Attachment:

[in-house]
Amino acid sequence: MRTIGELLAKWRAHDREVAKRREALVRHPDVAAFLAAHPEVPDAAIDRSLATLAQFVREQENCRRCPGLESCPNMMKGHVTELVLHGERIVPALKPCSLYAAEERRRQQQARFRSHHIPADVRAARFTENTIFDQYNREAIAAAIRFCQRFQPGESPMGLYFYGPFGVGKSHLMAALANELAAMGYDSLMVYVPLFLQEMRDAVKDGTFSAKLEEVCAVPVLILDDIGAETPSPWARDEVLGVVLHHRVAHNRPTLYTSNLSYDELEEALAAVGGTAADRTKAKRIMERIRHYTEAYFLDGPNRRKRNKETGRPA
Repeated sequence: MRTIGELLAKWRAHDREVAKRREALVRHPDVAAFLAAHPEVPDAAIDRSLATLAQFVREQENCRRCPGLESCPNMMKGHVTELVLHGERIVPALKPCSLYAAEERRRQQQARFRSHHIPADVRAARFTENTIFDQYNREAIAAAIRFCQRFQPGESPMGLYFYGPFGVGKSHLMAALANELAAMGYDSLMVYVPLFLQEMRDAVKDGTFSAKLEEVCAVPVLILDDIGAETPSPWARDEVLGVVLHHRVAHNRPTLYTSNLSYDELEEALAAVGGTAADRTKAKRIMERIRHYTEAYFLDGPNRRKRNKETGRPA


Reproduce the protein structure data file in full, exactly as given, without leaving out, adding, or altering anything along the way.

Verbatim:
[in-house]
Amino acid sequence: MRTIGELLAKWRAHDREVAKRREALVRHPDVAAFLAAHPEVPDAAIDRSLATLAQFVREQENCRRCPGLESCPNMMKGHVTELVLHGERIVPALKPCSLYAAEERRRQQQARFRSHHIPADVRAARFTENTIFDQYNREAIAAAIRFCQRFQPGESPMGLYFYGPFGVGKSHLMAALANELAAMGYDSLMVYVPLFLQEMRDAVKDGTFSAKLEEVCAVPVLILDDIGAETPSPWARDEVLGVVLHHRVAHNRPTLYTSNLSYDELEEALAAVGGTAADRTKAKRIMERIRHYTEAYFLDGPNRRKRNKETGRPA
Repeated sequence: MRTIGELLAKWRAHDREVAKRREALVRHPDVAAFLAAHPEVPDAAIDRSLATLAQFVREQENCRRCPGLESCPNMMKGHVTELVLHGERIVPALKPCSLYAAEERRRQQQARFRSHHIPADVRAARFTENTIFDQYNREAIAAAIRFCQRFQPGESPMGLYFYGPFGVGKSHLMAALANELAAMGYDSLMVYVPLFLQEMRDAVKDGTFSAKLEEVCAVPVLILDDIGAETPSPWARDEVLGVVLHHRVAHNRPTLYTSNLSYDELEEALAAVGGTAADRTKAKRIMERIRHYTEAYFLDGPNRRKRNKETGRPA